Consider the last six years of our President’s policies. Having supported the majority Shi’ite population in Iraq and strengthened Iranian influence there, he proceeded to avoid supporting the majority Sunni population in Syria, thereby strengthening Iranian influence there too. We also declined to leave even a modest troop presence in Iraq on the fatuous premise that we would thus “end the war.” On top of all of this, and emblematic of the lack of principle in our president’s vaporous philosophy of “change,” was his willingness to allow the famous Syrian red line against the use of chemical weapons to be casually crossed.

Taken together, these decisions produced a vacuum that has led to the rise of ISIS, fueled by a combination of grievance toward the mullahs and their Syrian and Iraqi proxies as well as American incompetence and indifference. This result was not only foreseeable but was foreseen: Hillary Clinton was eager to admit in her most recent memoir that she wanted to do more for the Syrian opposition.

Whatever else the U.S. has done in the Middle East under Obama, it has certainly not balanced any power. We have not required nor even apparently requested any change of Iranian behavior in the region, so the mullahs and their gunmen continue energetically disrupting the status quo, from Yemen to Lebanon, from Gaza to Bahrain. And predictably, as Iranian efforts expand, ISIS grows stronger. Perhaps the president shares the excitement of this disruptive revolutionary moment, but it clearly has nothing to do with the protection of American interests or the improvement of life for the average Sunni or Shi’a Muslim.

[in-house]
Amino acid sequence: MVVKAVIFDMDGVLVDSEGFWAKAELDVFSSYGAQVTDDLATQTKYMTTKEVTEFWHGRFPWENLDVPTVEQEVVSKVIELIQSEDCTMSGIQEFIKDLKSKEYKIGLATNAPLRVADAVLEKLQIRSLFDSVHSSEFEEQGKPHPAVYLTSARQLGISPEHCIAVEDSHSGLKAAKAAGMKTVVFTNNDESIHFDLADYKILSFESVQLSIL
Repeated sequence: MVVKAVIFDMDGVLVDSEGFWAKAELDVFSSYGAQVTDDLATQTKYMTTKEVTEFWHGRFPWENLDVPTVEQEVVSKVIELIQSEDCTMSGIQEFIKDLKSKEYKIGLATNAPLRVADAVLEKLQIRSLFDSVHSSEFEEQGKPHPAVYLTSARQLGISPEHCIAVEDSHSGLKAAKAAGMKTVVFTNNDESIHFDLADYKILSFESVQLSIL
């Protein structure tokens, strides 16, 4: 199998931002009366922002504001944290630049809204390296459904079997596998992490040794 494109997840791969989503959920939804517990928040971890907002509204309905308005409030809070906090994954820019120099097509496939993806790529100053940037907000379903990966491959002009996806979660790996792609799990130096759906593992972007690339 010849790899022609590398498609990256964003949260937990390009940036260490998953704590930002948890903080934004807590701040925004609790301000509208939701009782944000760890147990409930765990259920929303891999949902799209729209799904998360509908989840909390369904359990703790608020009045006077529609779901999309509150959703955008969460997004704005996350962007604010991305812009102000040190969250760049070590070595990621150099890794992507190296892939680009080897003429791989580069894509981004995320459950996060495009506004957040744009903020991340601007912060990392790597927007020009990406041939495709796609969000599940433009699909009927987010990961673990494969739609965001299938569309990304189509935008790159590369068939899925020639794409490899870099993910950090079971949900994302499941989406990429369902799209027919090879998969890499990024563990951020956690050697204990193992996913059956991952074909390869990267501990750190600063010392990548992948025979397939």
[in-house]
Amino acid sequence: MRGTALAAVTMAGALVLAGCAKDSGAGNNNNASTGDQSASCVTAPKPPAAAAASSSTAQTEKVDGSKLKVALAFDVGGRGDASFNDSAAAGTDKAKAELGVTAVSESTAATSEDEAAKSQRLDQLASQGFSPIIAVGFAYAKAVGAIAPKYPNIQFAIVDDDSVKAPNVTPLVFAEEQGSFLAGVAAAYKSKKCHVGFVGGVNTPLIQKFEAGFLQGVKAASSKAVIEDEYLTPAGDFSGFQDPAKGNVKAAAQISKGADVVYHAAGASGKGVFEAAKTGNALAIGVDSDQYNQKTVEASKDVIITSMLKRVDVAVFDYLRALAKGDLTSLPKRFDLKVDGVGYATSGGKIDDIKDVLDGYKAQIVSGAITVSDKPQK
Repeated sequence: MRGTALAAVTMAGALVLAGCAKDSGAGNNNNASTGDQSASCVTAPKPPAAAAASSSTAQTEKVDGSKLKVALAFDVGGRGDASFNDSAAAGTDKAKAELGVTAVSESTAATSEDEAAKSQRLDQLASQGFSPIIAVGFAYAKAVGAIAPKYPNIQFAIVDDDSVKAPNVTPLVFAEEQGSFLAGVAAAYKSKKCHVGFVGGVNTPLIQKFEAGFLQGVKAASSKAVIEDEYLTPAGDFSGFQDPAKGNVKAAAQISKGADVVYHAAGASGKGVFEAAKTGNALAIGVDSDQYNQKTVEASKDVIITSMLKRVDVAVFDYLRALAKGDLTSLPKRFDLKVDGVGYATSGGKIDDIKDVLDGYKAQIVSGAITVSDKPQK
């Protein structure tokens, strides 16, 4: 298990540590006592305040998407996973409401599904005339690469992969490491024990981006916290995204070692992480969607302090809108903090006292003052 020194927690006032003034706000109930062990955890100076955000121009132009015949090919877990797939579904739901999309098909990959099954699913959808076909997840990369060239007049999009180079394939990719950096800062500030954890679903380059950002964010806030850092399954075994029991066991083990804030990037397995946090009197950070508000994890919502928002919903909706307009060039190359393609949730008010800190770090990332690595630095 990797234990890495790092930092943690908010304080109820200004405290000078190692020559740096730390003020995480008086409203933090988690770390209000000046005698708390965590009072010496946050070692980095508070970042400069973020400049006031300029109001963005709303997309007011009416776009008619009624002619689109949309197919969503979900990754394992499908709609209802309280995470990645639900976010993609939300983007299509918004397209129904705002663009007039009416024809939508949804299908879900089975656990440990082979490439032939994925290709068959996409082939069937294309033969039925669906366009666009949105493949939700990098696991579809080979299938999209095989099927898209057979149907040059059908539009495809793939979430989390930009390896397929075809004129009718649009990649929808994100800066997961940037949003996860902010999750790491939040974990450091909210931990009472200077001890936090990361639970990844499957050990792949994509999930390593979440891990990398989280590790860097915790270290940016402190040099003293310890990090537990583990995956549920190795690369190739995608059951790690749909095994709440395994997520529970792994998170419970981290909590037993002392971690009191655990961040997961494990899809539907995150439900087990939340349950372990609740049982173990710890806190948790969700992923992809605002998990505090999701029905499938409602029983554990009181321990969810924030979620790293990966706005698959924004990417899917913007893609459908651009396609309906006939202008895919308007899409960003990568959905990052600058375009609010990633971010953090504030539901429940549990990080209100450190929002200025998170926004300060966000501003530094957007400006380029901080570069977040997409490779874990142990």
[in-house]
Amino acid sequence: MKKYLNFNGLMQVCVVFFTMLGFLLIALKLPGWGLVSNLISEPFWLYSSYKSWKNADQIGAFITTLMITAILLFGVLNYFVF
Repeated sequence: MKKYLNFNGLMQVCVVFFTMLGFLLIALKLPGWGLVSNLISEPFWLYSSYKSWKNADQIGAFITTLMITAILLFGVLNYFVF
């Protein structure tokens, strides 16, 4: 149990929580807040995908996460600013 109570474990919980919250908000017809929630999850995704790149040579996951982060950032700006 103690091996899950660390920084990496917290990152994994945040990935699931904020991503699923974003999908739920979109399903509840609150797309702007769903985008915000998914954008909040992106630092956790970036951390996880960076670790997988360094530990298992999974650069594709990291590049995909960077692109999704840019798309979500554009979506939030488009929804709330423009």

This dissonance between Administration aims and the facts on the ground has reached its nadir in the negotiations with Iran. Strangely, the President and the Secretary of State wanted to separate the issue of the nature and conduct of the Iranian regime from the nuclear issue. Most would think that a negotiation over the details of uranium enrichment would take into account the behavior of those who will control the uranium once it is enriched. And that the government of the United States, which provides hundreds of billions in sanctions relief, might also want to consider how that money would be spent. The Iranians certainly recognized these two issues as linked, and used that linkage to their advantage, insisting, with Russia’s predictable help, on the easing of the arms embargo. (No surprise there: The Russians are delighted to constrain American power and undermine American interests.) This was the capstone achievement of our team’s incompetent approach: The U.S. excluded nonnuclear issues that conduced to our interests in order to get a deal, while Iran then included nonnuclear issues to their benefit because the U.S. wanted to get a deal. Obama calls this “negotiating from strength.”

To see how confused and even absurd the Democratic approach has been to Iran, consider the case of Korea. Does anyone think that if Obama withdrew the 30,000-odd U.S. troops in South Korea that he would “end the war”? On Obama’s logic, we should be exiting our troops immediately and freeing up hundreds of billions of dollars of funds over the next decade for North Korea, while enabling a sponsor like China to sell them conventional arms and ballistic missile technology. Then we can sit back and “hope” that North Korea will “change.”